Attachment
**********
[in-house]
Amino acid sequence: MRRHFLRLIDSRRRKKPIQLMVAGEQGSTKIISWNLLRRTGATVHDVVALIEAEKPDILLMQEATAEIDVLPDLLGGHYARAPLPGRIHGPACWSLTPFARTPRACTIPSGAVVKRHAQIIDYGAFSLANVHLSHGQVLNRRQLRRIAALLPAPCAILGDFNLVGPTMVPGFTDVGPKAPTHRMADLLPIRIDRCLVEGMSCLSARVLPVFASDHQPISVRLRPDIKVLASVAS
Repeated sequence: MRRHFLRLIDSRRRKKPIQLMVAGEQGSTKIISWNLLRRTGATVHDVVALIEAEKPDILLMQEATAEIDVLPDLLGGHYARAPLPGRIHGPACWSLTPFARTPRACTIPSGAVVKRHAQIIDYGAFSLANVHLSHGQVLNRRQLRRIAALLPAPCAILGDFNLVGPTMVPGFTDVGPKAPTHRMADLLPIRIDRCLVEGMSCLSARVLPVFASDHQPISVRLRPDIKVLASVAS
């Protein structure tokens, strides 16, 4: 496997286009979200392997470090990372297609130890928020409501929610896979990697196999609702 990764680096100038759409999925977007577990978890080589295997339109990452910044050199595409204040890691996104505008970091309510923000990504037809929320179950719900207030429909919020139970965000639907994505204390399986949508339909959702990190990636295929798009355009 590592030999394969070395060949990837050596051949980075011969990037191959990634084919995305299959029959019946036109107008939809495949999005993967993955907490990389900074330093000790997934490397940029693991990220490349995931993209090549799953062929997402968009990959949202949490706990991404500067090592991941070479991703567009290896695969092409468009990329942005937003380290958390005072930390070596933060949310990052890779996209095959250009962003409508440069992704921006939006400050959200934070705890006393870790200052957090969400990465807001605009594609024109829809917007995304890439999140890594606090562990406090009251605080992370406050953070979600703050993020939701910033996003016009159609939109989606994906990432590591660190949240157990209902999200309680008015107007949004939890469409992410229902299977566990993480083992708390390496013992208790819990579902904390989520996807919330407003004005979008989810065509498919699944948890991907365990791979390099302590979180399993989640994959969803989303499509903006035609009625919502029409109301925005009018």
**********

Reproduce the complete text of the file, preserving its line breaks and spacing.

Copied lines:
[in-house]
Amino acid sequence: MRRHFLRLIDSRRRKKPIQLMVAGEQGSTKIISWNLLRRTGATVHDVVALIEAEKPDILLMQEATAEIDVLPDLLGGHYARAPLPGRIHGPACWSLTPFARTPRACTIPSGAVVKRHAQIIDYGAFSLANVHLSHGQVLNRRQLRRIAALLPAPCAILGDFNLVGPTMVPGFTDVGPKAPTHRMADLLPIRIDRCLVEGMSCLSARVLPVFASDHQPISVRLRPDIKVLASVAS
Repeated sequence: MRRHFLRLIDSRRRKKPIQLMVAGEQGSTKIISWNLLRRTGATVHDVVALIEAEKPDILLMQEATAEIDVLPDLLGGHYARAPLPGRIHGPACWSLTPFARTPRACTIPSGAVVKRHAQIIDYGAFSLANVHLSHGQVLNRRQLRRIAALLPAPCAILGDFNLVGPTMVPGFTDVGPKAPTHRMADLLPIRIDRCLVEGMSCLSARVLPVFASDHQPISVRLRPDIKVLASVAS
């Protein structure tokens, strides 16, 4: 496997286009979200392997470090990372297609130890928020409501929610896979990697196999609702 990764680096100038759409999925977007577990978890080589295997339109990452910044050199595409204040890691996104505008970091309510923000990504037809929320179950719900207030429909919020139970965000639907994505204390399986949508339909959702990190990636295929798009355009 590592030999394969070395060949990837050596051949980075011969990037191959990634084919995305299959029959019946036109107008939809495949999005993967993955907490990389900074330093000790997934490397940029693991990220490349995931993209090549799953062929997402968009990959949202949490706990991404500067090592991941070479991703567009290896695969092409468009990329942005937003380290958390005072930390070596933060949310990052890779996209095959250009962003409508440069992704921006939006400050959200934070705890006393870790200052957090969400990465807001605009594609024109829809917007995304890439999140890594606090562990406090009251605080992370406050953070979600703050993020939701910033996003016009159609939109989606994906990432590591660190949240157990209902999200309680008015107007949004939890469409992410229902299977566990993480083992708390390496013992208790819990579902904390989520996807919330407003004005979008989810065509498919699944948890991907365990791979390099302590979180399993989640994959969803989303499509903006035609009625919502029409109301925005009018």